I move on to the impact of the judicial review in terms of the legislation that was brought forward in 2000, or the potential impact of the judicial review on the GMC guidance, to which I have referred. The GMC has welcomed much of Justice Munby's judgment, but has decided to appeal as it is concerned that certain key issues remain unclear. It has a duty to provide doctors with clear guidance to assist them in their decision making, but with the outcome of the judicial review uncertain, it is particularly difficult to judge the effect of the case on the Bill. However, the following matters raised in the judgment are also covered in the Bill. The first is the issue of best interest, which has been raised on numerous occasions, and the second is that of intolerability.

Mr. Justice Munby states that intolerability should be the touchstone for best interests, in deciding whether to provide an incapacitated patient with life-prolonging treatment. One of the principles on which the Bill is based is that decisions should be taken in the best interests of the incapacitated person, as set out in clause 1(5):

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The Bill also defines the issue that is to be considered and the people who must be consulted in determining what would be in that person's best interests. These are set out in clause 4(5) and—importantly, in the context of medical decisions—they include:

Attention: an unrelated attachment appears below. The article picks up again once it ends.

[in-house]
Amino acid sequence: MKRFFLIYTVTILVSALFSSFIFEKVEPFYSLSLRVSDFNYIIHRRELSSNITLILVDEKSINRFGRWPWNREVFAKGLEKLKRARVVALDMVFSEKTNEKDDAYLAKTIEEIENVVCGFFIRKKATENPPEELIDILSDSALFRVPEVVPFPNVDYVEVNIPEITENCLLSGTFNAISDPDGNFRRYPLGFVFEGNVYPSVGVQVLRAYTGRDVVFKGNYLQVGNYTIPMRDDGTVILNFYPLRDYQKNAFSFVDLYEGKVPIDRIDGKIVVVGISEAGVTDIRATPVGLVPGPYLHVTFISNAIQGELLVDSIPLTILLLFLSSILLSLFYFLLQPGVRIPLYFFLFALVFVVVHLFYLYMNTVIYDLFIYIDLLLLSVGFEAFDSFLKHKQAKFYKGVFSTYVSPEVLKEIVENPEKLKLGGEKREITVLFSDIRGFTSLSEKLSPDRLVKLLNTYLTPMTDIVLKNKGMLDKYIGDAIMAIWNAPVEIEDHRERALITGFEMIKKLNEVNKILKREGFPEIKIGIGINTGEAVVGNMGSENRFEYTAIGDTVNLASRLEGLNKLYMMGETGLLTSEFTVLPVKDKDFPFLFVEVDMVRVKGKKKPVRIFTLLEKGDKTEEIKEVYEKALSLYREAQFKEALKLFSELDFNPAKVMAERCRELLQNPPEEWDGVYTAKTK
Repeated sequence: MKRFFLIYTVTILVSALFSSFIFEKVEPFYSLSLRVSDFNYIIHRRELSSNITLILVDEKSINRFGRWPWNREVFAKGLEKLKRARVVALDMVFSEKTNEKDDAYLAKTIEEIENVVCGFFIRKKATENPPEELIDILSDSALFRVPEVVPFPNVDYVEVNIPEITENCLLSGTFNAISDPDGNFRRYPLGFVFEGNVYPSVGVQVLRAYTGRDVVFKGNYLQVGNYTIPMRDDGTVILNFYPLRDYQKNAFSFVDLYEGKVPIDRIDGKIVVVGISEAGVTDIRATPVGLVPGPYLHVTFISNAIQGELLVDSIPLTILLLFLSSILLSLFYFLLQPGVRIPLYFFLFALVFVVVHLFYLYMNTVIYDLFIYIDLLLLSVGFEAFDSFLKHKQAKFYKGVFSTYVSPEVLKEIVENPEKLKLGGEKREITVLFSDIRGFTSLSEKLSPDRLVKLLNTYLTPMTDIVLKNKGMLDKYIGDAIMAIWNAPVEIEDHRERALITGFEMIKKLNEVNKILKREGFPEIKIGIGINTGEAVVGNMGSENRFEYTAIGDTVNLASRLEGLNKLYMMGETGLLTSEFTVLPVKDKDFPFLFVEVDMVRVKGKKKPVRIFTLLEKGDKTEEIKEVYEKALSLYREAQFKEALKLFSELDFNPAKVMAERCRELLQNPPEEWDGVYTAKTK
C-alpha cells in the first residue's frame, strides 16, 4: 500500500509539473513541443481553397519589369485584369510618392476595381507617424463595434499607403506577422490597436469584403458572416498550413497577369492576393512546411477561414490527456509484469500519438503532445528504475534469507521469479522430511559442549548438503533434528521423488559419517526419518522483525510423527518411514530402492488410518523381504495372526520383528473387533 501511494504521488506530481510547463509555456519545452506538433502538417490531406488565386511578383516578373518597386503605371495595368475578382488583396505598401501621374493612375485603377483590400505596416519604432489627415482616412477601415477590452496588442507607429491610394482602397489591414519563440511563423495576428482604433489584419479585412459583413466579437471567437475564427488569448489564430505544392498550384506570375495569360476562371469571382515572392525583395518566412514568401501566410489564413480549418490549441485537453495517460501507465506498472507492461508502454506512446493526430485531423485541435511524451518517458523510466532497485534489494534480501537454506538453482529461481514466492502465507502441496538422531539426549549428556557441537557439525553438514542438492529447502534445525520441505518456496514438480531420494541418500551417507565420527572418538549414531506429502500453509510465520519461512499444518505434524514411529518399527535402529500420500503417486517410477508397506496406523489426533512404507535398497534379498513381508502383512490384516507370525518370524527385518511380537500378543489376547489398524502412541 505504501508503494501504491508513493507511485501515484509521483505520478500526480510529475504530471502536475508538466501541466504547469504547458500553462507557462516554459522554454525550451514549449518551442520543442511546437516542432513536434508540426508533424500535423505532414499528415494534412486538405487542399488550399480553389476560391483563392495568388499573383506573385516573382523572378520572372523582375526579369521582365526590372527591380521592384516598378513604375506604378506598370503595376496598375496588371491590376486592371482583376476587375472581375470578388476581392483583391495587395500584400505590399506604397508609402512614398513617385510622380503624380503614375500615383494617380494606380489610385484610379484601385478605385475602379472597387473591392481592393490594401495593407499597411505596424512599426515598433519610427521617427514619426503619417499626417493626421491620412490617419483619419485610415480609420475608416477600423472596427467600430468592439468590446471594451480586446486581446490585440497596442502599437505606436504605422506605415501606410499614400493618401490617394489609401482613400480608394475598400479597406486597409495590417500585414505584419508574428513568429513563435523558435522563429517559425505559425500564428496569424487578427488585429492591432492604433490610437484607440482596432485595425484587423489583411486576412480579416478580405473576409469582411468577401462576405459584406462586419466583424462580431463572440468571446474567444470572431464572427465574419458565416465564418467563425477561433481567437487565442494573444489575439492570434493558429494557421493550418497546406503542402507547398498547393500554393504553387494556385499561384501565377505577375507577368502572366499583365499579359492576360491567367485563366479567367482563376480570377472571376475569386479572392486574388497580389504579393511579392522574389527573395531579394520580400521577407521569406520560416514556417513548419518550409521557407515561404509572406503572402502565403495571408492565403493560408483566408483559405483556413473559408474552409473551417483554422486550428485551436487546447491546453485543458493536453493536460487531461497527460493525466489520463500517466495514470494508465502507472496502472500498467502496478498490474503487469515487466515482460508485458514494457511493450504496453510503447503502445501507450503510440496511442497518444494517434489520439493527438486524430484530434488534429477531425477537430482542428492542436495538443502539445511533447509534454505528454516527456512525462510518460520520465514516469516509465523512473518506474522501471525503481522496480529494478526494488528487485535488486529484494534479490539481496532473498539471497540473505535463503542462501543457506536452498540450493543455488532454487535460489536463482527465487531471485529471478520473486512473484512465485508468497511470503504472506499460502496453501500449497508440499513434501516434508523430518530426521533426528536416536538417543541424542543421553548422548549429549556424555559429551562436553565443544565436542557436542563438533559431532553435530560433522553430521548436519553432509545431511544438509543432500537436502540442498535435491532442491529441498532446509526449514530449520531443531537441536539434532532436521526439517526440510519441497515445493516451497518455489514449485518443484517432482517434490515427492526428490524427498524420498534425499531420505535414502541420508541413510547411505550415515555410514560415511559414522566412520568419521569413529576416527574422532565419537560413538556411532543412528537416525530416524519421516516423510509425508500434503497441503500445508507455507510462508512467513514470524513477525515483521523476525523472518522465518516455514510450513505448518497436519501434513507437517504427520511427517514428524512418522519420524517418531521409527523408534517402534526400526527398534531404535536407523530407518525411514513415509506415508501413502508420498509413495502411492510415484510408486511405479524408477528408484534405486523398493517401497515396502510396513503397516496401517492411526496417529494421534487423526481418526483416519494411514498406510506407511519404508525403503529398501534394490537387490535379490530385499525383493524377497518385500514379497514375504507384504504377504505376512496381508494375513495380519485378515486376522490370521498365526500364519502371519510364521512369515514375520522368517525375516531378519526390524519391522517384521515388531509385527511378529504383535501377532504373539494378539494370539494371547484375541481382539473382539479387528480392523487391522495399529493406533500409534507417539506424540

These provisions do not include the test of whether an option would be intolerable. I assume that the Bill would need to be amended to accommodate a test of intolerability as a measure of best interest in the context of life-prolonging treatment. This issue is quite fresh; the judicial review was granted only a few months ago, and it will now be appealed in the courts. This will have an impact on the interpretation of best interests in this particular case.

Mr. Hammond: Will the right hon. Gentleman explain his understanding of what the Minister said earlier in relation to decisions expressed by an individual lacking capacity before the event? In response to an intervention about suicidal intent, I think that the Minister said that it was inconceivable that an intent expressed earlier would be binding on a clinician in such circumstances. Is it the right hon. Gentleman's understanding that the Bill proposes that, in every case following a suicide attempt, any earlier decision that purported to refuse treatment would automatically be invalid as a result of that suicide attempt?